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United partnership to strengthen as Ryanair bid fails
Aer Lingus and United Airlines are increasing their transatlantic route partnership as part of plans to develop a full blown joint venture.
The news comes the same day rival Ryanair conceded defeat in its €748m takeover attempt, offering hope to Aer Lingus shareholders whose share value fell 20% as a result.
Aer Lingus and United hope to capitalise on the US-EU Open Skies agreement, with a "broader and deeper joint" relationship on the cards should new routes prove lucrative.
Dermot Mannion, Aer Lingus' chief executive, said: "We are very excited by the potential of the Partnership and believe that the unique combination of two leading transatlantic airlines can drive significant value for the shareholders of both companies."
A new long haul transatlantic service between Washington Dulles and Madrid, available for sale from April 2009, will commence daily from March 2010.
Both airlines said existing code shares between Ireland and the US launched in October had proved successful.
"Today's announcement is the culmination of extensive discussions between the Partners since 2007," said Mr Mannion.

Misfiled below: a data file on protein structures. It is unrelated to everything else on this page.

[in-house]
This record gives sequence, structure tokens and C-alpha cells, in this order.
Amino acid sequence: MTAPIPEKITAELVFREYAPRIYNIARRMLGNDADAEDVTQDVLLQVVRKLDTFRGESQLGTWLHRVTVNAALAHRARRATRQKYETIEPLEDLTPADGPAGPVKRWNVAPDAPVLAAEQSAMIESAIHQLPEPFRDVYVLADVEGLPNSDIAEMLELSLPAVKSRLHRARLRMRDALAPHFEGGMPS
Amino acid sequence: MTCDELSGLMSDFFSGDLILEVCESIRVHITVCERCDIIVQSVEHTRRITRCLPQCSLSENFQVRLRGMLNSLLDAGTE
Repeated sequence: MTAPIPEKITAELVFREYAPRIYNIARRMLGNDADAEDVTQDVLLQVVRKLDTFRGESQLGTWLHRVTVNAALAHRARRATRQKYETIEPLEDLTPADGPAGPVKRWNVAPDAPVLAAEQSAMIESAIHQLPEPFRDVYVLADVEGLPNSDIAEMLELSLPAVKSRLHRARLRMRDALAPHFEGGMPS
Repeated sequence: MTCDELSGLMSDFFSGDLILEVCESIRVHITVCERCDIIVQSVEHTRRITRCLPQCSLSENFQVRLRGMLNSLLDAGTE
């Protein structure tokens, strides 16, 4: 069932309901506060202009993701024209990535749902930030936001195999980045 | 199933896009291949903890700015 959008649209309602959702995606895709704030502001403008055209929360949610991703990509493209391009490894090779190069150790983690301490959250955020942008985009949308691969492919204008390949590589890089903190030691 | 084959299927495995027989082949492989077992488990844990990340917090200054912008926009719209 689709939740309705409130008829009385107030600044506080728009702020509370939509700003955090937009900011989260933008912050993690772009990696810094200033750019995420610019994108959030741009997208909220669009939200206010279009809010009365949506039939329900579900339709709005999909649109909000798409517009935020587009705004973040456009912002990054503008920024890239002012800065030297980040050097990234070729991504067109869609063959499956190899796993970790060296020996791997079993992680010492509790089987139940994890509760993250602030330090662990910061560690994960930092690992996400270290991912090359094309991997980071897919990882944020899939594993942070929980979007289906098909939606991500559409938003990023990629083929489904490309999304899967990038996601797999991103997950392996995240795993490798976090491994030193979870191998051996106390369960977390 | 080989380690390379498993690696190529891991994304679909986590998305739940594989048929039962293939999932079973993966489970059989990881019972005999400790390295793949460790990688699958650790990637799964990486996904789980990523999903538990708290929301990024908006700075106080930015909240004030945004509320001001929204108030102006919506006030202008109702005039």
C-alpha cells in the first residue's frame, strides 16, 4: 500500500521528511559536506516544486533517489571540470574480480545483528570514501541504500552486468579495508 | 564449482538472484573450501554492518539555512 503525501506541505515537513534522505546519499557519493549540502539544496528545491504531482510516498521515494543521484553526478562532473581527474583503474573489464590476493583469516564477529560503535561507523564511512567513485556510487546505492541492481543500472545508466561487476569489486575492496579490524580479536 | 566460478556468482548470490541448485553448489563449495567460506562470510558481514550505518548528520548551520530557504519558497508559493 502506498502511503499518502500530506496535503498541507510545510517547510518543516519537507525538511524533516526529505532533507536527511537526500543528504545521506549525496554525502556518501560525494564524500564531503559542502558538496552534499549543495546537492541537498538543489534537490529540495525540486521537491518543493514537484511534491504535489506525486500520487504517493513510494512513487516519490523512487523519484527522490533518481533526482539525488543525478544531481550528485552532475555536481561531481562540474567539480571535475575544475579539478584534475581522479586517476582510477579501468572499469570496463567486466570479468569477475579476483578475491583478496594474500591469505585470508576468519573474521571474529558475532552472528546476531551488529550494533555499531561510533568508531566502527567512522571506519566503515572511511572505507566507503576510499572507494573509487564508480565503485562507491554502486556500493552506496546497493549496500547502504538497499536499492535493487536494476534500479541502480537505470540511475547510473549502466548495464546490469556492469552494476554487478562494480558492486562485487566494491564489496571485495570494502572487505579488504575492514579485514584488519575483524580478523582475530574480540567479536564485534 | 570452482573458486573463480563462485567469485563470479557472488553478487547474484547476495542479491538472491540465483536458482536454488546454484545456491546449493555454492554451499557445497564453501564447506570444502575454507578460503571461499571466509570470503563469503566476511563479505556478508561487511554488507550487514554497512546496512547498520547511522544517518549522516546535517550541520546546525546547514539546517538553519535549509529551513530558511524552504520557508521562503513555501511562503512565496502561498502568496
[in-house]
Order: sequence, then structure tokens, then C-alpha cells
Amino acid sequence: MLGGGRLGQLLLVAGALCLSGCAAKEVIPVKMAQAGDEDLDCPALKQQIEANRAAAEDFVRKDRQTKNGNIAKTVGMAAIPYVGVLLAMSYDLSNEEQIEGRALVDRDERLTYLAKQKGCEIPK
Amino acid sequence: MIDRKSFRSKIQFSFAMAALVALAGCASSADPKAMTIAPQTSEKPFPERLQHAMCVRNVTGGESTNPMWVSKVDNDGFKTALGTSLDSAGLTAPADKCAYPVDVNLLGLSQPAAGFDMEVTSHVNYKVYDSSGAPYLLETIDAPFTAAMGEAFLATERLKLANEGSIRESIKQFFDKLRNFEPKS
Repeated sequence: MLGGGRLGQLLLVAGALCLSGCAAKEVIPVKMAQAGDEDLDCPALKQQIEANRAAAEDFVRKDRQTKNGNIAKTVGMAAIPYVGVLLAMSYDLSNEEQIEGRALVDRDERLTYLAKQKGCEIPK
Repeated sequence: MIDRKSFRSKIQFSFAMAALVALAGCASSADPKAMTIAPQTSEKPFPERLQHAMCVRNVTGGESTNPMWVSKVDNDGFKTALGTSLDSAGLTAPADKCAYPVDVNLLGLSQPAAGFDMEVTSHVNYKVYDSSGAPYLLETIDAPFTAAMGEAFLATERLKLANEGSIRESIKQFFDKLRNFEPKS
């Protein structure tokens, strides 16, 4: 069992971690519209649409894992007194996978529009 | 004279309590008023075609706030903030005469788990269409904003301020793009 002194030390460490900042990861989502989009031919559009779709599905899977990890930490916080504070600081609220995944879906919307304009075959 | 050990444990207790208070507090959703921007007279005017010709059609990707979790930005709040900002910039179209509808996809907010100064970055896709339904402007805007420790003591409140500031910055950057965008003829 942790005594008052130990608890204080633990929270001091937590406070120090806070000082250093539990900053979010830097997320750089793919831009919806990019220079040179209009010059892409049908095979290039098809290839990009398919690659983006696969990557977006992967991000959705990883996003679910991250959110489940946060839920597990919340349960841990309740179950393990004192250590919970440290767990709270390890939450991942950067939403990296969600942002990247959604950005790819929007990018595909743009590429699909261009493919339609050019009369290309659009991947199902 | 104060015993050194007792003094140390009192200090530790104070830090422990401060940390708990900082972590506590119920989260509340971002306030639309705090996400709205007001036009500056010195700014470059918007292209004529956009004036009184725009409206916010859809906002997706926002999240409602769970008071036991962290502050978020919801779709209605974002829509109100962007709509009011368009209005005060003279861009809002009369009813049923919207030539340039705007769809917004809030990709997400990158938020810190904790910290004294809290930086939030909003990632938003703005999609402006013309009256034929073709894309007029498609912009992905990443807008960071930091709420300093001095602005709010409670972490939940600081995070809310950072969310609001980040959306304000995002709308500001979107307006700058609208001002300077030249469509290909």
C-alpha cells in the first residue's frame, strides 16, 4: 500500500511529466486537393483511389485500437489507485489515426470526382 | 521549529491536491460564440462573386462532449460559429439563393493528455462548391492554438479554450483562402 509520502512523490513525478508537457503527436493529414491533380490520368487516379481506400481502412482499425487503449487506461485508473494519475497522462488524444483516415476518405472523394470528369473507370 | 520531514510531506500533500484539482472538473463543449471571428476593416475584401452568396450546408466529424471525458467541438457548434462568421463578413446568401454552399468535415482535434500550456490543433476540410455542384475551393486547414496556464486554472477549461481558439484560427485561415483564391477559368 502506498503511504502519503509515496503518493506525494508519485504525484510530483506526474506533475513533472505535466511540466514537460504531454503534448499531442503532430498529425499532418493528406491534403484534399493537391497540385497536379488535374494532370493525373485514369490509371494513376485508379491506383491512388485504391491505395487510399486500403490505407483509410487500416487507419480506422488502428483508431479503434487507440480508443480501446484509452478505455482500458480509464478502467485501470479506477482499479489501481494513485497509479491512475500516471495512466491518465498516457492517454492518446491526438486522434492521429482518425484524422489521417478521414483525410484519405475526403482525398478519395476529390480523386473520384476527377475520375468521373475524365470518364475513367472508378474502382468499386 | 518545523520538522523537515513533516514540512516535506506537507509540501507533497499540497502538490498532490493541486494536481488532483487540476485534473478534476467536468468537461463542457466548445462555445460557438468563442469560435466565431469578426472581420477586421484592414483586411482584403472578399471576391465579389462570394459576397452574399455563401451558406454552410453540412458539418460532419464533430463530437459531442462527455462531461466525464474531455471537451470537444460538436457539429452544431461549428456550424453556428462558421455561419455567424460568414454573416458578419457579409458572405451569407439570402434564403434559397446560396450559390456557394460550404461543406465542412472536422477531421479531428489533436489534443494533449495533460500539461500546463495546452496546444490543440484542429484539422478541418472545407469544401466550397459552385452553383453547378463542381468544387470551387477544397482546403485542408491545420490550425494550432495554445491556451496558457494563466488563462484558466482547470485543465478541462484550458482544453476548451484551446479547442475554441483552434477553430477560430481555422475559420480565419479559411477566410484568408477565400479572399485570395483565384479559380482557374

"Aer Lingus has been providing long haul services for over 50 years and was the first airline to commence new transatlantic services under Open Skies.
"This Partnership builds on this proud history and will enable Aer Lingus to maximize the opportunities provided by Open Skies. "
Glenn Tilton, United Airlines' chairman, president and ceo, said: "Our expanded agreement takes advantage of new opportunities under the US-EU Open Skies Agreement, benefiting our customers with additional competition and capacity in these markets.
"This partnership provides for a deeper commercial relationship with Aer Lingus, and capitalizes on the unique strengths of both our companies."
Further routes may commence in summer 2011, with new tickets sales anticipated during 2010.
Although both carriers will share the commercial and operating benefits and risk, Aer Lingus will shoulder the operations while United manages revenue generation.
The route structure will be operated and sold under both Aer Lingus and United codes.
Aer Lingus' share value slumped from €1.50 to under €1.10 after the Irish government, a 25% stakeholder in the airline, dismissed Ryanair's cash offer yesterday (January 22).
The government said the undervalued merger would be bad for Irish competition, signaling the end for Ryanair's takeover hopes.